9p mount mode, local directory rw will not have permission problem when mapping to virtual machine, sshfs mount mode will cause permission error if encountering
chown or other commands, which may lead to container boot failure (e.g. mysql).
During test VM configuration, you can use
limactl delete -f xxxx to force delete the target VM, and then restart it; The VM name is the same as the yaml file name by default, you can use
limactl ls command to check it.
5.6. Multi-platform compatibility
In my docker configuration example above, binfmt is automatically installed every time the virtual machine finishes booting:
This ensures that docker images from other platforms can be run regardless of the original architecture of the Lima VM; typically, some openjdk8 images are only available in amd64, but can still be used if the lima VM is aarch64.
In addition to this “faster” cross-architecture approach, lima also supports defining the architecture directly in the VM, so that the target architecture is emulated directly from the VM system level when qemu is booted; this approach has the advantage of being very compatible with the target architecture, but it will run more slowly. Adjusting the VM architecture is a simple matter of modifying the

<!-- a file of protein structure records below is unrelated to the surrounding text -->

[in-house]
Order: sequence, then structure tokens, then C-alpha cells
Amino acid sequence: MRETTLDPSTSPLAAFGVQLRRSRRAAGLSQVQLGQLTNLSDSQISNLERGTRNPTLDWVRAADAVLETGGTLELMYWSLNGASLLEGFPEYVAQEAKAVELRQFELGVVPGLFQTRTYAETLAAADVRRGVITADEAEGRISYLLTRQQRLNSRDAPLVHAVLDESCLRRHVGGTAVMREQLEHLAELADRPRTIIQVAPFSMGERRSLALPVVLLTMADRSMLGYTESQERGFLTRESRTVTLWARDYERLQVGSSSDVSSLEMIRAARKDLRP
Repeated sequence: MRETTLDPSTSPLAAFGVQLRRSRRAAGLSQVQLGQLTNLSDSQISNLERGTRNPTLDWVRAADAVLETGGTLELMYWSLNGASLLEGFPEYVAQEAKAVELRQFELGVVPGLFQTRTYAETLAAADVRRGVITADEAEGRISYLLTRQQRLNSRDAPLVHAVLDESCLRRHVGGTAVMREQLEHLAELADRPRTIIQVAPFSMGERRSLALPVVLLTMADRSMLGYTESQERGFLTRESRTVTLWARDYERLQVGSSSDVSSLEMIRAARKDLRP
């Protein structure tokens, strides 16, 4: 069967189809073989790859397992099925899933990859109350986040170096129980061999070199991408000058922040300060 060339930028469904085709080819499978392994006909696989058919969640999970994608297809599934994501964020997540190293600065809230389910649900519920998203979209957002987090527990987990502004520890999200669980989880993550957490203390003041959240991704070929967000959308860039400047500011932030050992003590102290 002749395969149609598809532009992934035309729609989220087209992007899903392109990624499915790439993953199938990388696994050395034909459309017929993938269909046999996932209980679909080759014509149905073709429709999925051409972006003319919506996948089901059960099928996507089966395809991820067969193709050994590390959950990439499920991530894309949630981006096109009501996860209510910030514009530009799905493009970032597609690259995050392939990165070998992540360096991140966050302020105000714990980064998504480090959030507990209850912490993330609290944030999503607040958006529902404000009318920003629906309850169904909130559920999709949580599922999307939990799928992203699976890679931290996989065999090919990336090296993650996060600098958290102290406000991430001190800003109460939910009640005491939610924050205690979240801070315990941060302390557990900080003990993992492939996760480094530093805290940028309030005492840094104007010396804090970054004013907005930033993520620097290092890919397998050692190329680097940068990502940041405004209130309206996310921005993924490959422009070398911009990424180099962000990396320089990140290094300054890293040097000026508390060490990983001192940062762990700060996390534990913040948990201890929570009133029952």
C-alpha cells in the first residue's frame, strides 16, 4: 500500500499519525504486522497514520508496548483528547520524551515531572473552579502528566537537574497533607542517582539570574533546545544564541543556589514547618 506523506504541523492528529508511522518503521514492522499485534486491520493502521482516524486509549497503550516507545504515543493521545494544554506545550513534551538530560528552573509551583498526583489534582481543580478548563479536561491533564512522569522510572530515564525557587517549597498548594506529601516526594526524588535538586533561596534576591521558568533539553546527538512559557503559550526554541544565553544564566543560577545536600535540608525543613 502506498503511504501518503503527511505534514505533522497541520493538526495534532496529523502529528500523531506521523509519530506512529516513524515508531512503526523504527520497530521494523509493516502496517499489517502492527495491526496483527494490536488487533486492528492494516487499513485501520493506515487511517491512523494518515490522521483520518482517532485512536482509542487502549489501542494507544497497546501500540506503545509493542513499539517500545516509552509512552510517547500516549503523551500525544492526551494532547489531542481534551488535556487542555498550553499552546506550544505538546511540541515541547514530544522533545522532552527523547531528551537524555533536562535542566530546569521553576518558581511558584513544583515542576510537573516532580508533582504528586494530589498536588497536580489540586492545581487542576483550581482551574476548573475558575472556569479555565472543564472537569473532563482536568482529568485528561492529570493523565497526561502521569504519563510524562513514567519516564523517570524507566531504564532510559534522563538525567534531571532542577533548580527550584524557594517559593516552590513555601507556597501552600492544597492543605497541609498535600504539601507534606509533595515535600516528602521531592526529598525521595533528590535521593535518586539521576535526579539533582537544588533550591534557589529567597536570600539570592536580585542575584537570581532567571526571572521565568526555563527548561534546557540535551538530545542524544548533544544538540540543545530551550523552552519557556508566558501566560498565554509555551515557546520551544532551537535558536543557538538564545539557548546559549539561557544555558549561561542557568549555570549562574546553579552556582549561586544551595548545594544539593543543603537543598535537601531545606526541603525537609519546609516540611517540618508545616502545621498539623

arch configuration (note that the image of the target architecture must be configured):
Overall, Docker Desktop is basically hard to use on mac, Colima is not too mature yet, suitable for light docker users; but heavy docker users with customization needs still recommend Lima virtual machine; Lima also supports many operating systems, there are a lot of official sample templates (including k8s, k3s, podman, etc.), which is very suitable for heavy container users.